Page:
• Ankit Gandhi, Karteek Alahari and C V Jawahar - Decomposing Bag of Words Histograms Proceedings of International Conference on Computer Vision, 1-8th Dec.2013, Sydney, Australia. [PDF]

[poster] [bibtex]




Copyright Notice

The documents contained in these directories are included by the contributing authors as a means to ensure timely dissemination of scholarly and technical work on a non-commercial basis. Copyright and all rights therein are maintained by the authors or by other copyright holders, notwithstanding that they have offered their works here electronically. It is understood that all persons copying this information will adhere to the terms and constraints invoked by each author's copyright.

Motion Trajectory Based Video Retrieval



Original Video Query

It's a sample video taken from UCF Sports Action dataset. The content of the video is difficult to

express in words and will vary from person to person. On the right-hand side a sample online

user sketch which can be used to retrieve the video has been shown

Content based video retrieval is an active area in Computer Vision. The most common type of retrieval strategies we know about are query by text (Youtube, Vimeo etc) and query by example-video or image (Video Google). When the query is in the form of a text, most of the current systems search the tags and metadata associated with the video. A problem with such an approach is that the tags or metadata need not be the real content of the video and are misleading. Moreover, often the queries may be abstract and lenghty. For example, " a particular diving style in swimming where the swimmer does three somersaults before diving " The other method i.e the query by example paradigm is limited by the absence of an example in hand at the right time.

Instead, certain videos can be identified from unique motion trajectories. For example the query mentioned above or another query like "the first strike in carrom where three or more carrom men or disks go to pockets" or "All red cars which came straight from North and then took a left turn". Clearly, queries like these describe the actual content of the video, which is unlikely to be found from the tags and metadata. Under these circumstances, queries can be framed using sketches. A basic sketch containing the object and the motion patterns of the object should suffice to describe the actual content of the video. Sketches can be offline (images) or online(temporal data collected using a tablet).

In this project we are trying to build a sketch-based video retrieval system using online sketches as queries.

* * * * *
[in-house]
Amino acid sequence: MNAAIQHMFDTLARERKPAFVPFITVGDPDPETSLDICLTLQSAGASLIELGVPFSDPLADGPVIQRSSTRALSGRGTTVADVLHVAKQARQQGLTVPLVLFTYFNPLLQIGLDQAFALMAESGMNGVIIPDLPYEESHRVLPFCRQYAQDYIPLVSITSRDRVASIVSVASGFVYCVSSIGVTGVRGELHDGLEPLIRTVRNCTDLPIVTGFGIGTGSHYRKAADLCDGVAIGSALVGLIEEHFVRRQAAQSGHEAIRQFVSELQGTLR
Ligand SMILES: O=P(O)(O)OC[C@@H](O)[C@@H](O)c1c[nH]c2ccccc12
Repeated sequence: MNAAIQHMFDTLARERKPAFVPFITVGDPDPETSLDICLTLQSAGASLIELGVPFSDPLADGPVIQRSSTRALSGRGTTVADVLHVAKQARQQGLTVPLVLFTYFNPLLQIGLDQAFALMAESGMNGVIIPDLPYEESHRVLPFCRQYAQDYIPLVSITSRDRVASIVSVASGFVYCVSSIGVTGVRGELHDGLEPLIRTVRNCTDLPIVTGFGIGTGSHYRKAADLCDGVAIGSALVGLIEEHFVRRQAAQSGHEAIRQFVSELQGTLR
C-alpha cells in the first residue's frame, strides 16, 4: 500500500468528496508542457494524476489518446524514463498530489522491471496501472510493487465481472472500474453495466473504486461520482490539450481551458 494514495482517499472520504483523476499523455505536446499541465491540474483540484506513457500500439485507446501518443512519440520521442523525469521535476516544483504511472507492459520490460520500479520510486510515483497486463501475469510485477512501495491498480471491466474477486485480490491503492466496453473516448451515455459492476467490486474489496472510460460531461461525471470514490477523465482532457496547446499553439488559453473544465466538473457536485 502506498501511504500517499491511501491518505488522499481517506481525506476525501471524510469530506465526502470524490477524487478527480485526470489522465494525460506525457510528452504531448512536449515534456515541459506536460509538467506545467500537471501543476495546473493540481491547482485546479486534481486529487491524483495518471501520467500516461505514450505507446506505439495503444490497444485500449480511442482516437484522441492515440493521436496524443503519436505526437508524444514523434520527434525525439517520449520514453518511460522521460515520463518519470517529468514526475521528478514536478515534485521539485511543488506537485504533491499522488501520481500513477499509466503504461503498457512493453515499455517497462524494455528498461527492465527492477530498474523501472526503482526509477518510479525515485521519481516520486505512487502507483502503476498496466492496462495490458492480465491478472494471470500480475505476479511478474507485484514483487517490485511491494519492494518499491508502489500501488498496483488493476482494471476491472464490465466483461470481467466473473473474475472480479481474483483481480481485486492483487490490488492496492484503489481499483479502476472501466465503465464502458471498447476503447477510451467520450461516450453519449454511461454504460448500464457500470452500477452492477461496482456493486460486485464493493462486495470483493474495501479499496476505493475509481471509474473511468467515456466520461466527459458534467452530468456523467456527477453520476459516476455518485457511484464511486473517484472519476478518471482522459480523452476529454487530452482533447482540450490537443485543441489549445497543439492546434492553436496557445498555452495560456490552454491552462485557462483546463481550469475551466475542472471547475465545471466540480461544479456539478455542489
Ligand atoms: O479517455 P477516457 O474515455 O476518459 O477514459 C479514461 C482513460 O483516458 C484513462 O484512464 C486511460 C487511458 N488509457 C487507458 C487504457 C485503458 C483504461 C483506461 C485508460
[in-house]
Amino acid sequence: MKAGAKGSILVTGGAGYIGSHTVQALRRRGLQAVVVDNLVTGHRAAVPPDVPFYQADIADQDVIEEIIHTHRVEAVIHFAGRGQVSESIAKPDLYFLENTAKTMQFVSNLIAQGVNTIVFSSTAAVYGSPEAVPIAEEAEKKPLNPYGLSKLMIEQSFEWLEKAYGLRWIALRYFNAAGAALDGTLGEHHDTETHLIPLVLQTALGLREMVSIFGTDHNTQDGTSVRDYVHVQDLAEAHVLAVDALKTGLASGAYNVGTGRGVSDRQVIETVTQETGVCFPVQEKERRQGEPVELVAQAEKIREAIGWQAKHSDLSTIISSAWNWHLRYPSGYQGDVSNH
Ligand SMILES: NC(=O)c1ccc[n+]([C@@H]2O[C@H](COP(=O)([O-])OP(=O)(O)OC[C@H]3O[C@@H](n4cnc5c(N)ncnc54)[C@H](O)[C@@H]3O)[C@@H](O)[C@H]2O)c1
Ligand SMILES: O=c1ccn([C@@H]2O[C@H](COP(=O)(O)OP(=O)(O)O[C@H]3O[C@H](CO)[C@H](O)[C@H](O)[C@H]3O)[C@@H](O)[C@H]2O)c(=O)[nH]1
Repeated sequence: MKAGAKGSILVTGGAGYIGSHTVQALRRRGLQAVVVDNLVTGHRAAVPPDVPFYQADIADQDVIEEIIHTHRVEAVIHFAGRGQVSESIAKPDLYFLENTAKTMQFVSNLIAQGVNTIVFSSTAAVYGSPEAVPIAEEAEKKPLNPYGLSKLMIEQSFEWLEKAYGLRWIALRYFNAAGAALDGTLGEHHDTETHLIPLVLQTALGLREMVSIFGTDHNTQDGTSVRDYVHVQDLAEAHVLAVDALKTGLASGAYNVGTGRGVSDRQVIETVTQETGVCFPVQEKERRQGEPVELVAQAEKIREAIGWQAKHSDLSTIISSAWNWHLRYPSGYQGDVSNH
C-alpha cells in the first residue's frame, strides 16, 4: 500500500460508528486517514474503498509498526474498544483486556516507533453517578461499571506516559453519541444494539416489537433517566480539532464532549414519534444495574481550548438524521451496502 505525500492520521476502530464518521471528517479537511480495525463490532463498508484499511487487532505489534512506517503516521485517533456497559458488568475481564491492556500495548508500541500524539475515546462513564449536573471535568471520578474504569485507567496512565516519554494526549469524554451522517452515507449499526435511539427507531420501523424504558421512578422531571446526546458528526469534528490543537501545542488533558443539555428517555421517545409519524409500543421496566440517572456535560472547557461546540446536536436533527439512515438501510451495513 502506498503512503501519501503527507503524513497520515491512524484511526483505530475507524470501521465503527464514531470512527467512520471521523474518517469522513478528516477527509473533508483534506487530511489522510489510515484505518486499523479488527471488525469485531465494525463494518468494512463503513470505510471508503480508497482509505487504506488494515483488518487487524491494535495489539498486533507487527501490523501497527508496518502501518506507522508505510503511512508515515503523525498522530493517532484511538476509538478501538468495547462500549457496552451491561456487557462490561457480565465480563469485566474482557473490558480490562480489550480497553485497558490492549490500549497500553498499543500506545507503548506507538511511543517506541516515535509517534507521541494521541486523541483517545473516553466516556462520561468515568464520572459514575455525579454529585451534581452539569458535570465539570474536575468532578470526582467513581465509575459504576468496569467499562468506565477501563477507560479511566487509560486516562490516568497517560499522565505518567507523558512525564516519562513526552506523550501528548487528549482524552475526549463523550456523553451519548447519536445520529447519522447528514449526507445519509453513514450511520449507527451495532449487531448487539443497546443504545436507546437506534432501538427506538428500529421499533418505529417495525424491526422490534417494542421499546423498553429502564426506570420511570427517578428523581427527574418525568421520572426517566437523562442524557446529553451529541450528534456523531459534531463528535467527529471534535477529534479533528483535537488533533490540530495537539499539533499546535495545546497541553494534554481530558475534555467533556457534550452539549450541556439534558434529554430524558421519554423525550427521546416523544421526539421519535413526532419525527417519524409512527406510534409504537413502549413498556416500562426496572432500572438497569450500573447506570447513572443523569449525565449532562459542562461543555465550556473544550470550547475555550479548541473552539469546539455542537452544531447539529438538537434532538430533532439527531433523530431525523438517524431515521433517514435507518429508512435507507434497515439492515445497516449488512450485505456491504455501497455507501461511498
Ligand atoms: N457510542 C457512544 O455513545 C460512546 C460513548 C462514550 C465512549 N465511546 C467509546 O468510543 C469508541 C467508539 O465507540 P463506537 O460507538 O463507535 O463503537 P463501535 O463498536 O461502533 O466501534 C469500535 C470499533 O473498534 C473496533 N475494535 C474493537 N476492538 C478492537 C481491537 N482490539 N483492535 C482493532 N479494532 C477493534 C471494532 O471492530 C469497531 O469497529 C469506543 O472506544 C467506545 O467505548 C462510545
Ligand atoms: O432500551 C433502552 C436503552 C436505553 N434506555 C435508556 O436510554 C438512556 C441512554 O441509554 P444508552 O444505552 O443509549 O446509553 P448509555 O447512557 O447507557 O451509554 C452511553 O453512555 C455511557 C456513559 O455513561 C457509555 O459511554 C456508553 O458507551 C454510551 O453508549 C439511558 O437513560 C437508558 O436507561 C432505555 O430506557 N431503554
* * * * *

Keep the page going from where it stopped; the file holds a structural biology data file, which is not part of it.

Although sketch-based search appears to be a very intuitive way to depict the content of a video, it suffers from perceptual variability. In simple words multiple users perceive the same motion in different ways. The variability is in terms of spatio-temporal properties like shape, direction, scale and speed. The following figures illustrate the problem precisly.

Original Video User: 1 User: 2 User: 3  

A sample sinusoidal motion and its three different user interpretations

If we try to match these different representations in 2D Euclidean space then they wont match. Beacause quantitatively they are different. But they have qualitative similarity. So we have to project these sketches to a space where they are mapped similarly.

Another set of challenges is involved with extraction of robust trajectories from unconstrained videos. Real word videos taken using handheld or mobile cameras contain camera motion and blur. On the other hand dynamic background, illuminated surfaces, non-separable foreground and background are very common. Fast moving objects also pose serious challenges to tracking. Tracking in unconstrained videos is a very active problem in Computer Vision.


We have defined and extracted features from the user sketches and videos which give us a qualitative understanding of the trajectories. There are four different type of features that we extract. We try to capture approximate shape, order and ditection of the trajectories and then combine them using a multilevel retrieval strategy. Our mutilevel retrieval strategy gives us a two-fold advantage.

  1. Firstly, it lets us combine the effect of multiple feature vectors of the same trajectory. The different feature vector captures different aspect of motion which is difficult.